Built in 1824 Dunham Tavern is the oldest building standing in its original location in all of Cleveland. Rufus and Jane Dunham opened their home as a tavern for travelers shortly after its completion.

Image courtesy of Cleveland State University Michael Schwartz Special Collections Library

Dunham Tavern remains as an anomaly in its original location on Euclid Avenue now surrounded by old factories and modern buildings (note the more modern apartment building to the right). The Dunham Tavern Museum now plans to buy back some of the abandoned buildings, tear them down, and restore the land as farmland to further demonstrate how the Tavern would appear in the 1820s.

Image courtesy of Cleveland State University Michael Schwartz Special Collections Library

This post card advertising Dunham Tavern illustrates the political meetings that were held in the home during its early years of existence.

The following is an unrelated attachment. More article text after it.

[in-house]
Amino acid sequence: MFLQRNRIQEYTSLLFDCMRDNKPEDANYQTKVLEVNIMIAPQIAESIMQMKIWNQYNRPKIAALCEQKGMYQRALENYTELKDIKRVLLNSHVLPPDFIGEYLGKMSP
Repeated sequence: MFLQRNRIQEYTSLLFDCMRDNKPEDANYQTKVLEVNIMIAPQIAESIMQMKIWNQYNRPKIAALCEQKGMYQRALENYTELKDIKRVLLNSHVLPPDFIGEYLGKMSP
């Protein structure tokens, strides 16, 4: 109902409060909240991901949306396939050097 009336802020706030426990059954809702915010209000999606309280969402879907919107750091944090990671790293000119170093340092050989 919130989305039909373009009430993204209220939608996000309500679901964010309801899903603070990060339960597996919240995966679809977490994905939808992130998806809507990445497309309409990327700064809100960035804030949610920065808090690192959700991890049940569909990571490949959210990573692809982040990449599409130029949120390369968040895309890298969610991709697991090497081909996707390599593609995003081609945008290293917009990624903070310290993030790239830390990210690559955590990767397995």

Image courtesy of Cleveland State University Michael Schwartz Special Collections Library

Dunham Tavern, now a museum, hosts an antique fair each year which supports the museum. Funds acquired from this fundraiser are used to purchase period antiques to furnish the home, as well as continue the restoration process.

Image courtesy of Cleveland State University Michael Schwartz Special Collections Library

Rufus and Jane Dunham, who resided in this room, moved to the Western Reserve from Massachusetts in 1819 for a better life where land was more affordable. They purchased their 13.75-acre property for 147 dollars.

Image courtesy of Cleveland State University Michael Schwartz Special Collections Library

Although modest, Dunham Tavern was solidly built in a classic American style with plenty of room for the family and travelers. The formal living room was exclusively for the family, while visitors stayed in the taprooms.